Wednesday, September 4, 2013

Decades of Style - 1930s Butterfly Blouse

Originally, I was going to put up a post about the wearable muslin I made of V1324, which I plan to use on a camel colored leather skirt for my mini-wardrobe.  Sadly, when I take pictures on my phone and email them to myself they often take several hours to reach the computer.  Now I could get out a cord and move the photos manually... but I'm lazy. 

So instead you will be treated to a review of a beautiful pattern by Decades of Style, #3005 the 1930s Butterfly Blouse!  This is the first pattern I've ever purchased from Decades of Style largely because they don't go on sale for $0.99 at JoAnns.  This is one of only a handful of patterns that I've paid full price for, but given that I've admired it from afar for years, I finally capitulated and bought this pattern.  In March.  I made this blouse in March.  And never blogged it.  There are many such garments, so if I all of a sudden seem oddly prolific, you may just be enjoying the fruits of my distantly past labour.

Anyway, I bought this pattern for full price and bought the requisite yards and yards of silk charmeuse in a beautiful ballet shoe pink.  When my shipment of fabric arrived from Fabric Mart it looked suspiciously familiar...

Do you recognize it?  How about now?

That's right... this was the fabric so nice, I bought it twice.  I had purchased the fabric for the dress I wore to the fanciest wedding in the world at the Virginia Marti fabric store which has since closed.  While I had received an email notification that their stock was transferred to Fabric Mart, it never dawned on me that I may accidentally purchase the exact same fabric from two different vendors!  Good thing I look good in this color!
While this pattern itself comes together well and is not particularly challenging, the fabric I chose?  Is.  Oh silk charmeuse... I love your fluidity and drape, I love your sheen and the feeling of you on my skin.  But my goodness you are persnickity!  You shift and move and make it impossible to cut as precisely as I'd like.  And neat and tidy topstitching?  Forget about it.  But more on that in a moment...
The showstopping element in this garment is the incredibly full sleeves which flutter gracefully from a shirred shoulder and the saddle yoke.  All the pieces are curved and rather than standard seaming the edges are lapped and edgestitched.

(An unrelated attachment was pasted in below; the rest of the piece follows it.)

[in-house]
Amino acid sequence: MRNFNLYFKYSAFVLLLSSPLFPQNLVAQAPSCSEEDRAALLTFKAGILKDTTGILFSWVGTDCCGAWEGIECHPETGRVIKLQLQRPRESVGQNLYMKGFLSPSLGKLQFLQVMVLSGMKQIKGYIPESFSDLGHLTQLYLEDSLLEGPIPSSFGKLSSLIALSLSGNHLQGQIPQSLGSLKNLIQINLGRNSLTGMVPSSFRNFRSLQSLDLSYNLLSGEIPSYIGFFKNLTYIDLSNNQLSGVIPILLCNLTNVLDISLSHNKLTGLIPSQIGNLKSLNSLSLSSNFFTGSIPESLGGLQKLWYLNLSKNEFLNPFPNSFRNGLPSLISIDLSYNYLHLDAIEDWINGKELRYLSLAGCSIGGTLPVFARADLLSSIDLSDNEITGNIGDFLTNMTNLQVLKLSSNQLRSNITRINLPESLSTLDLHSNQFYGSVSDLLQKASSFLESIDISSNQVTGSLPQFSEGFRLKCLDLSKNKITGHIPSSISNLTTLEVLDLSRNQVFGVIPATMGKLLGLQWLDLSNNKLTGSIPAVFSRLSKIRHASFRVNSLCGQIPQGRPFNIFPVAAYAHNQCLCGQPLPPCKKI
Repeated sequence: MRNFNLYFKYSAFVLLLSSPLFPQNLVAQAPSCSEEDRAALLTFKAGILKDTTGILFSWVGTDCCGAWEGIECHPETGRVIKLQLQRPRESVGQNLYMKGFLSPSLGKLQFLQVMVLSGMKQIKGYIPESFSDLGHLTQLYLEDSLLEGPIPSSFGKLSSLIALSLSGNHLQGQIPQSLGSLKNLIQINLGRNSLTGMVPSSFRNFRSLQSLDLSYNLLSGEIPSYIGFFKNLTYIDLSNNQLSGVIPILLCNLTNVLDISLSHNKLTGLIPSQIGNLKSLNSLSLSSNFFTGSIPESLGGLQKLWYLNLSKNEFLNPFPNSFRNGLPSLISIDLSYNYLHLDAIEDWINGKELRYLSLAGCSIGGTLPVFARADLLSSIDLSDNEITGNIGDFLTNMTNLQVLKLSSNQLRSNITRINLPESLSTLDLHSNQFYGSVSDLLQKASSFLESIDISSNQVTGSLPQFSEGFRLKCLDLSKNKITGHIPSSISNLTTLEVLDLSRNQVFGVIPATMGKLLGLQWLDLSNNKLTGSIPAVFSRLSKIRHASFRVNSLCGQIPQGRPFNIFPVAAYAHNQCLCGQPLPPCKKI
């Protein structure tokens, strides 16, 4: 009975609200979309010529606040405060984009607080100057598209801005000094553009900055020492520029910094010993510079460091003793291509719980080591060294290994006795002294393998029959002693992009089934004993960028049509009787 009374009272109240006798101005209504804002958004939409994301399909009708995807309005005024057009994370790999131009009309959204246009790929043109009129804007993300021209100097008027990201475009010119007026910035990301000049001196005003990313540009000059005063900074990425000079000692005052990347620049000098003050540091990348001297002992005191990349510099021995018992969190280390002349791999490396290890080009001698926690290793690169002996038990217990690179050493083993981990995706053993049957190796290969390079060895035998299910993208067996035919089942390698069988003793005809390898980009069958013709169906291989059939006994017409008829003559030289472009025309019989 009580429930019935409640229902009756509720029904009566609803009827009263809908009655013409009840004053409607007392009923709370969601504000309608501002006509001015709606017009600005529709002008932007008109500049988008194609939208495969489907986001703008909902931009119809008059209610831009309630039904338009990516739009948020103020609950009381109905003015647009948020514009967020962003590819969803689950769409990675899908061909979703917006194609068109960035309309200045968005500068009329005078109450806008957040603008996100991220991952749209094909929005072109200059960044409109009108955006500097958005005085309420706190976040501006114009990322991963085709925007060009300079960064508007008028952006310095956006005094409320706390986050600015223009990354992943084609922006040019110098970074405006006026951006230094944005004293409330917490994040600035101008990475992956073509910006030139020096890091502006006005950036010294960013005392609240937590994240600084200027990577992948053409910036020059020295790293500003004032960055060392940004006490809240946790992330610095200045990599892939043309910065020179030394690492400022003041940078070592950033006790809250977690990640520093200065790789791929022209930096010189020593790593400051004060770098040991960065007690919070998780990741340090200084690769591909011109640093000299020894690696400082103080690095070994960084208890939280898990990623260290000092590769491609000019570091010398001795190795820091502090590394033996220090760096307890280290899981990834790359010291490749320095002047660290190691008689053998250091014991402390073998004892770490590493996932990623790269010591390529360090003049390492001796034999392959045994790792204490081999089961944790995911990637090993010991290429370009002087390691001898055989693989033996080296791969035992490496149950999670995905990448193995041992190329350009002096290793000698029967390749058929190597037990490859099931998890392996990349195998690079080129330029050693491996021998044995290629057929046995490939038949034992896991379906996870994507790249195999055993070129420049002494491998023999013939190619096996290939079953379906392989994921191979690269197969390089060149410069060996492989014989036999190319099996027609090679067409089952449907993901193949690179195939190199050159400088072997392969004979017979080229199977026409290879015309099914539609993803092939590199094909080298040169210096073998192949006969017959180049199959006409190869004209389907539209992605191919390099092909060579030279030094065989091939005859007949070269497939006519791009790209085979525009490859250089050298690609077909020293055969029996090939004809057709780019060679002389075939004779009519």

As mentioned a moment ago, I am not completely pleased with the edgestitching.  I've never been one to have the patience for edgestitching or topstitching or any other form of stitching that is visible from the right side.  The insides of my garments are attractive on the insides due more to my consistent use of linings rather than my neat and clever machine work.  And I know the problem.  To do this sort of thing neatly you need to engage all sorts of best practices.  You need to pin.  And take your time.  And generally not shove your material through your machine pedal to the metal on the fastest possible speed.  And all of this goes double for a challenging, slippery fabric.  But did I do these things?  Of course not!  I just continued along my merry way with my usual terrible technique and I wound up with a wearable, if flawed product.  C'est la vie.
To finish the edge of the neckline and hem I made bias tape out of my leftover scrap fabric.  Given the edgestitched details of the yoke and sleeve, this finish felt appropriate to the garment, although it adds a bit of a dressing gown/lingerie feeling that I would have perhaps been well to avoid.  
This blouse also features a wrap front. (So flattering!) And a nice wide sash tie.  (Ditto!)

Overall, it turned out quite well (if difficult to photograph) and I think will look beautiful with the charcoal gray suiting I used to create the high waisted skirt I muslined for V1324.  I may have to awkwardly pose in a window frame to show it off!

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